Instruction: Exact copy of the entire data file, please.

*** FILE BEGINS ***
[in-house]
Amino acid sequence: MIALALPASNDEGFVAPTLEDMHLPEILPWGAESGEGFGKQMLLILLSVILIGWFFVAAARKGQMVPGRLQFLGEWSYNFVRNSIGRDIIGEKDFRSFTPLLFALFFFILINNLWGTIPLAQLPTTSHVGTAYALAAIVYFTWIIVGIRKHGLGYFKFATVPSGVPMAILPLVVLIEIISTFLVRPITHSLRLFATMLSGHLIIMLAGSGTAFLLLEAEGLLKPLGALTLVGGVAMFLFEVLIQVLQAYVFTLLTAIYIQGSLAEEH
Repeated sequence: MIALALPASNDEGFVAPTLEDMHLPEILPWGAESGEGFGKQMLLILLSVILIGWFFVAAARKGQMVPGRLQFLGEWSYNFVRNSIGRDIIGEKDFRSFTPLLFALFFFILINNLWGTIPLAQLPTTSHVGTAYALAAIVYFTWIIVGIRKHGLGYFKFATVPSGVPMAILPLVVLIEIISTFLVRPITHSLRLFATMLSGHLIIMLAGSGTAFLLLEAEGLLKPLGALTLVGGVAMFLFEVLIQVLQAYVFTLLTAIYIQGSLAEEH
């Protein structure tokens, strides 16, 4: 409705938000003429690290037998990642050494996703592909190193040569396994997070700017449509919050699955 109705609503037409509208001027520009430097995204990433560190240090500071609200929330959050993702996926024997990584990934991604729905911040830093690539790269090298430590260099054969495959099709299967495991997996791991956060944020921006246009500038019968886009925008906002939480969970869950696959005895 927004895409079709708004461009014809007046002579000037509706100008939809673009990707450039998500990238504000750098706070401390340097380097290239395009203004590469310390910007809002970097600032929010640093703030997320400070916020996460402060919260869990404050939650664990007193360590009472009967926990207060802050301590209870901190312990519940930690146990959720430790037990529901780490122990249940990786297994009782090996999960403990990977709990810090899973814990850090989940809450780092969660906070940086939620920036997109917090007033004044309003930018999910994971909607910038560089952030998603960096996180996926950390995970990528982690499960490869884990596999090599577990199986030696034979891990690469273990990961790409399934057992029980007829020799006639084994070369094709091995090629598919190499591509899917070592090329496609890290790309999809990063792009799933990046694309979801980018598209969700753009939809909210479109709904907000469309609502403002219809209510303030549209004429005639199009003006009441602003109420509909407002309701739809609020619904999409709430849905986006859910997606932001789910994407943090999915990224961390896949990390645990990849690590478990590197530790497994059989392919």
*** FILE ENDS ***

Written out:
[in-house]
Amino acid sequence: MIALALPASNDEGFVAPTLEDMHLPEILPWGAESGEGFGKQMLLILLSVILIGWFFVAAARKGQMVPGRLQFLGEWSYNFVRNSIGRDIIGEKDFRSFTPLLFALFFFILINNLWGTIPLAQLPTTSHVGTAYALAAIVYFTWIIVGIRKHGLGYFKFATVPSGVPMAILPLVVLIEIISTFLVRPITHSLRLFATMLSGHLIIMLAGSGTAFLLLEAEGLLKPLGALTLVGGVAMFLFEVLIQVLQAYVFTLLTAIYIQGSLAEEH
Repeated sequence: MIALALPASNDEGFVAPTLEDMHLPEILPWGAESGEGFGKQMLLILLSVILIGWFFVAAARKGQMVPGRLQFLGEWSYNFVRNSIGRDIIGEKDFRSFTPLLFALFFFILINNLWGTIPLAQLPTTSHVGTAYALAAIVYFTWIIVGIRKHGLGYFKFATVPSGVPMAILPLVVLIEIISTFLVRPITHSLRLFATMLSGHLIIMLAGSGTAFLLLEAEGLLKPLGALTLVGGVAMFLFEVLIQVLQAYVFTLLTAIYIQGSLAEEH
């Protein structure tokens, strides 16, 4: 409705938000003429690290037998990642050494996703592909190193040569396994997070700017449509919050699955 109705609503037409509208001027520009430097995204990433560190240090500071609200929330959050993702996926024997990584990934991604729905911040830093690539790269090298430590260099054969495959099709299967495991997996791991956060944020921006246009500038019968886009925008906002939480969970869950696959005895 927004895409079709708004461009014809007046002579000037509706100008939809673009990707450039998500990238504000750098706070401390340097380097290239395009203004590469310390910007809002970097600032929010640093703030997320400070916020996460402060919260869990404050939650664990007193360590009472009967926990207060802050301590209870901190312990519940930690146990959720430790037990529901780490122990249940990786297994009782090996999960403990990977709990810090899973814990850090989940809450780092969660906070940086939620920036997109917090007033004044309003930018999910994971909607910038560089952030998603960096996180996926950390995970990528982690499960490869884990596999090599577990199986030696034979891990690469273990990961790409399934057992029980007829020799006639084994070369094709091995090629598919190499591509899917070592090329496609890290790309999809990063792009799933990046694309979801980018598209969700753009939809909210479109709904907000469309609502403002219809209510303030549209004429005639199009003006009441602003109420509909407002309701739809609020619904999409709430849905986006859910997606932001789910994407943090999915990224961390896949990390645990990849690590478990590197530790497994059989392919």